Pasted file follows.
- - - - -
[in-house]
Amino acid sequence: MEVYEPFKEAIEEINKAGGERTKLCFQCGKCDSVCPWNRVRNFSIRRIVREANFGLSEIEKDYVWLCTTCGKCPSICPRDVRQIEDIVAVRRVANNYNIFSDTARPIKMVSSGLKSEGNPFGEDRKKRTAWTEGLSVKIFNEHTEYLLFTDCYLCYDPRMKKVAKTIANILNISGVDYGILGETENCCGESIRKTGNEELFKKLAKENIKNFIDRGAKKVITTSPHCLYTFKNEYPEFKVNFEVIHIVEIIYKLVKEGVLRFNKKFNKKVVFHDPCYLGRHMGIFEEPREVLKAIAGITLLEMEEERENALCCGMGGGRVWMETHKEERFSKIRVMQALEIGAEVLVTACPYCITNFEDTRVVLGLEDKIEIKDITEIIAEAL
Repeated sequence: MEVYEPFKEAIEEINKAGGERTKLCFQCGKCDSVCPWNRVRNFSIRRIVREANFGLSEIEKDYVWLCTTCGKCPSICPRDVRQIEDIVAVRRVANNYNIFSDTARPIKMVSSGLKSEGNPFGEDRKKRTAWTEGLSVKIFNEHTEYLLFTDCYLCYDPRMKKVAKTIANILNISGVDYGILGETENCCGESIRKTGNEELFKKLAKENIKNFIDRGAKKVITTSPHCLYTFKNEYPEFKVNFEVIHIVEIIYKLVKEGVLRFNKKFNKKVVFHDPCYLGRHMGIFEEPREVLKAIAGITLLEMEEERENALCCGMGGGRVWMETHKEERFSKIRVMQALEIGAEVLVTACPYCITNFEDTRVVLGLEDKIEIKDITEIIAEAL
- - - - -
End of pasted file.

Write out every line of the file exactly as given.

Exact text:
[in-house]
Amino acid sequence: MEVYEPFKEAIEEINKAGGERTKLCFQCGKCDSVCPWNRVRNFSIRRIVREANFGLSEIEKDYVWLCTTCGKCPSICPRDVRQIEDIVAVRRVANNYNIFSDTARPIKMVSSGLKSEGNPFGEDRKKRTAWTEGLSVKIFNEHTEYLLFTDCYLCYDPRMKKVAKTIANILNISGVDYGILGETENCCGESIRKTGNEELFKKLAKENIKNFIDRGAKKVITTSPHCLYTFKNEYPEFKVNFEVIHIVEIIYKLVKEGVLRFNKKFNKKVVFHDPCYLGRHMGIFEEPREVLKAIAGITLLEMEEERENALCCGMGGGRVWMETHKEERFSKIRVMQALEIGAEVLVTACPYCITNFEDTRVVLGLEDKIEIKDITEIIAEAL
Repeated sequence: MEVYEPFKEAIEEINKAGGERTKLCFQCGKCDSVCPWNRVRNFSIRRIVREANFGLSEIEKDYVWLCTTCGKCPSICPRDVRQIEDIVAVRRVANNYNIFSDTARPIKMVSSGLKSEGNPFGEDRKKRTAWTEGLSVKIFNEHTEYLLFTDCYLCYDPRMKKVAKTIANILNISGVDYGILGETENCCGESIRKTGNEELFKKLAKENIKNFIDRGAKKVITTSPHCLYTFKNEYPEFKVNFEVIHIVEIIYKLVKEGVLRFNKKFNKKVVFHDPCYLGRHMGIFEEPREVLKAIAGITLLEMEEERENALCCGMGGGRVWMETHKEERFSKIRVMQALEIGAEVLVTACPYCITNFEDTRVVLGLEDKIEIKDITEIIAEAL